Psychosis: Sarah's story

Sarah, 19, describes her experience of psychosis. Find out how early help from local services can help young people who live with mental illness.

Media last reviewed: 24/04/2013

Next review due: 24/04/2015

Who's affected by psychosis?

Psychosis is more common than most people realise, with schizophrenia being the most commonly associated mental health condition.

Recent research found that in England in any given year, one new case of psychosis is diagnosed for every 2,000 people.

Another study estimated that around 3 in 100 people will have at least one episode of psychosis at some point during their life.

Psychosis can develop at any age, but is rare in children under 15.


Depression is more than feeling unhappy or fed up for a few days. However, most people can make a full recovery with the right treatment and support

Psychosis is a mental health problem that causes people to perceive or interpret things differently from those around them. This might involve hallucinations or delusions.

The two main symptoms of psychosis are:

  • hallucinations  where a person hears, sees and, in some cases, feels, smells or tastes things that aren't there; a common hallucination is hearing voices
  • delusions  where a person believes things that, when examined rationally, are obviously untrue  for example, thinking your next door neighbour is planning to kill you

The combination of hallucinations and delusional thinking can often severely disrupt perception, thinking, emotion and behaviour.

Experiencing the symptoms of psychosis is often referred to as having a psychotic episode.

What causes psychosis?

Psychosis isn't a condition in itself  it's triggered by other conditions.

It's sometimes possible to identify the cause of psychosis as a specific mental health condition, such as:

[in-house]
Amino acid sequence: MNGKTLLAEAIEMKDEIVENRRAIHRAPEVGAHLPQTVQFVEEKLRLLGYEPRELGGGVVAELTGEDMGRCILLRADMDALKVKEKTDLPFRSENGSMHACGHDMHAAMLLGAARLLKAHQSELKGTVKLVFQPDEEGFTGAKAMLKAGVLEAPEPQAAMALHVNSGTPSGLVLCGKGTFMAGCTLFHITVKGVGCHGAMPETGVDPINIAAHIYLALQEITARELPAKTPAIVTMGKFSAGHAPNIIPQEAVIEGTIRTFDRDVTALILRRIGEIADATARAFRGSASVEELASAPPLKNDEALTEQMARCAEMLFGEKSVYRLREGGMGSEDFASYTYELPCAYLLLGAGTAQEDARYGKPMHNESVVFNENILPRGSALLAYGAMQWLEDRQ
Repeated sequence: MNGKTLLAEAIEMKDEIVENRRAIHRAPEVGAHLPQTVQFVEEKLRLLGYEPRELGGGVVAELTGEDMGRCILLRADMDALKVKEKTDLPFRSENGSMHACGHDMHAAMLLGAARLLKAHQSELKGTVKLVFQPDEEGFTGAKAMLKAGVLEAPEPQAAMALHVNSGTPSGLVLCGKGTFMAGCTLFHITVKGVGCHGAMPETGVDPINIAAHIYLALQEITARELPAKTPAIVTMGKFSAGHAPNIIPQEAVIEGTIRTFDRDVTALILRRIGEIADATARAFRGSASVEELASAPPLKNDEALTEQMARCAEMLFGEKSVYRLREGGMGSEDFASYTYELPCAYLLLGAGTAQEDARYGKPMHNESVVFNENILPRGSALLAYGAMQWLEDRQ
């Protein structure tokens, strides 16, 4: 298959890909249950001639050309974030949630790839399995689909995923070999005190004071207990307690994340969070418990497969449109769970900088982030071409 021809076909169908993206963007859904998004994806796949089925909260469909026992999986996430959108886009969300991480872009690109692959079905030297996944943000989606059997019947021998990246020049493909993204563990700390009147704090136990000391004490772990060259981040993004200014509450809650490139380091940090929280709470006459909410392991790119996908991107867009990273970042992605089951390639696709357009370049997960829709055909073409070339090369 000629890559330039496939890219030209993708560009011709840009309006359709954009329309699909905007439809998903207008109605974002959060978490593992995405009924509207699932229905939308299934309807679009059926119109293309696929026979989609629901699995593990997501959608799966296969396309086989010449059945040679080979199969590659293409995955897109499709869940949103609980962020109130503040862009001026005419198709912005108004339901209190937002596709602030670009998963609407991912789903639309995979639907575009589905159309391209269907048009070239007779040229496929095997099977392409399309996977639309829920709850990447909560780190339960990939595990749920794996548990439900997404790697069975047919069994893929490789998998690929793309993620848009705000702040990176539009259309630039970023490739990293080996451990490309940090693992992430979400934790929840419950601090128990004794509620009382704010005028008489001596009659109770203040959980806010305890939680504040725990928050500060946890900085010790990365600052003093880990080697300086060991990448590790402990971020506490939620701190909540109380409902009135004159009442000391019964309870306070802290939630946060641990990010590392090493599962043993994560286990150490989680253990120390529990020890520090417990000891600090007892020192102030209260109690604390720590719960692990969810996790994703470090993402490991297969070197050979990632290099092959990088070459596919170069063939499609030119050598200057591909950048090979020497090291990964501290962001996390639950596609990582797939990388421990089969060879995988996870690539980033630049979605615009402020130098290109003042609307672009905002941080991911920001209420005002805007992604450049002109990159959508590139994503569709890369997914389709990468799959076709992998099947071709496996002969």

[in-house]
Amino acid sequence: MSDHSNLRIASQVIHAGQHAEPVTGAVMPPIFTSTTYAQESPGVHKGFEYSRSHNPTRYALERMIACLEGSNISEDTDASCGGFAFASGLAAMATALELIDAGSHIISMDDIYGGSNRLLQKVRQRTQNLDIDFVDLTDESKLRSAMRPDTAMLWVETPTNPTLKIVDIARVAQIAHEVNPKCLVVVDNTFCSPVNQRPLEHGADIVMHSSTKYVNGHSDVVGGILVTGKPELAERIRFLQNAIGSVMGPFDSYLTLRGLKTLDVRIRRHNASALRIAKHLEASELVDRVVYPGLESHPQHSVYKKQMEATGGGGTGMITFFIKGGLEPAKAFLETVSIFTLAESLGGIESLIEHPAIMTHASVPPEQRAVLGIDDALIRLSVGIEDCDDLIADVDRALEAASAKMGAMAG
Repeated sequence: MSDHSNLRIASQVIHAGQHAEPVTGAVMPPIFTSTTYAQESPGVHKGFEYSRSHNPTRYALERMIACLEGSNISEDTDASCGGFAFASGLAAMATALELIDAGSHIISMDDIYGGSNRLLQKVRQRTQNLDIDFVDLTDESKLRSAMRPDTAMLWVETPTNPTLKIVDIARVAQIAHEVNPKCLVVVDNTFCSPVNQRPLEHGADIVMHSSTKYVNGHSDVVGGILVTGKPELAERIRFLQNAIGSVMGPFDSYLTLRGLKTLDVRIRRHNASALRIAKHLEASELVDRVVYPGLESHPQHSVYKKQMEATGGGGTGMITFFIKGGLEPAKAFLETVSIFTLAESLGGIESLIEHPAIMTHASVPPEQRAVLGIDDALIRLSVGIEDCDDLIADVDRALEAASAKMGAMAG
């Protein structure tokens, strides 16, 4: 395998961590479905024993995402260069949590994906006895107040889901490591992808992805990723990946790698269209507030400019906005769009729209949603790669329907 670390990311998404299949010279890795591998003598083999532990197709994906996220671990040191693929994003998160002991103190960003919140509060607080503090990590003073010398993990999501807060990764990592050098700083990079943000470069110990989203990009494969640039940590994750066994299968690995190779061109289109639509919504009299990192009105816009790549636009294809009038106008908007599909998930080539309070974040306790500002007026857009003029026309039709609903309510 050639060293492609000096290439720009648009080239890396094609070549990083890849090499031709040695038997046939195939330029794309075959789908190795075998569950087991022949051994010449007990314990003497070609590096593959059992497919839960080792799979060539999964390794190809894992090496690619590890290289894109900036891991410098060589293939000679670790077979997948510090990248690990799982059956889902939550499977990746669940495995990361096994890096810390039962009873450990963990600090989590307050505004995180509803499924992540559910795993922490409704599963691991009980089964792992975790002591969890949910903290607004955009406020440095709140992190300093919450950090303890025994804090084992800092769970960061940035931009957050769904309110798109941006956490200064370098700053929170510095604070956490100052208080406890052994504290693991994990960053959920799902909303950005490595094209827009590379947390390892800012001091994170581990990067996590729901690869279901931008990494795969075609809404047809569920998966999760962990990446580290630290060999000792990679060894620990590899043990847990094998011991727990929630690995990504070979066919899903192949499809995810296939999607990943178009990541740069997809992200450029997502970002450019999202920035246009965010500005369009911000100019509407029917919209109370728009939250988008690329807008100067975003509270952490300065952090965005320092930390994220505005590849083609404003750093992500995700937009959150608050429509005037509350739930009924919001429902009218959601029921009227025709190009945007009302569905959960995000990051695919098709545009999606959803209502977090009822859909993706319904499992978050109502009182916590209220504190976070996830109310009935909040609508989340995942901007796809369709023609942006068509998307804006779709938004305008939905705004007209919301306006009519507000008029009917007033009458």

• schizophrenia  a condition that causes a range of psychological symptoms, including hallucinations and delusions
  • bipolar disorder  a mental health condition that affects mood; a person with bipolar disorder can have episodes of depression (lows) and mania (highs)
  • severe depression  some people with depression also have symptoms of psychosis when they're very depressed

Psychosis can also be triggered by traumatic experiences, stress or physical conditions, such as Parkinson's disease, a brain tumour, or as a result of drug misuse or alcohol misuse.

How often a psychotic episode occurs and how long it lasts can depend on the underlying cause.

For example, schizophrenia can be long-term, but most people can make a good recovery, and about a quarter only have a single psychotic episode. Episodes related to bipolar disorder usually resolve, but may reoccur.

Read more about the causes of psychosis.

Diagnosing psychosis

You should see your GP immediately if you're experiencing psychotic episodes. It's important that psychosis is treated as soon as possible, because early treatment usually has better long-term outcomes.

Your GP will look at your symptoms and rule out short-term causes, such as drug misuse. They may ask you some questions to help determine what's causing your psychosis. For example, they may ask you:

  • whether you're taking any medication
  • whether you've been taking illegal substances
  • how your mood has been  for example, whether you've been depressed
  • how you've been functioning day-to-day  for example, whether you're still working
  • whether you have a family history of mental health conditions – such as schizophrenia
  • about your hallucinations – such as whether you've heard voices
  • about your delusions – such as whether you feel people are controlling you
  • whether you have any other symptoms

Your GP should refer you to a mental health specialist for further assessment and treatment.

Read more about diagnosing psychosis.

Treating psychosis

Treatment for psychosis involves using a combination of:

  • antipsychotic medication  which can help relieve the symptoms of psychosis
  • psychological therapies  the one-to-one talking therapy cognitive behavioural therapy (CBT) has proved successful in helping people with schizophrenia and, in appropriate cases, family therapy has been shown to reduce the need for hospital treatment in people with psychosis
  • social support  support with social needs, such as education, employment or accommodation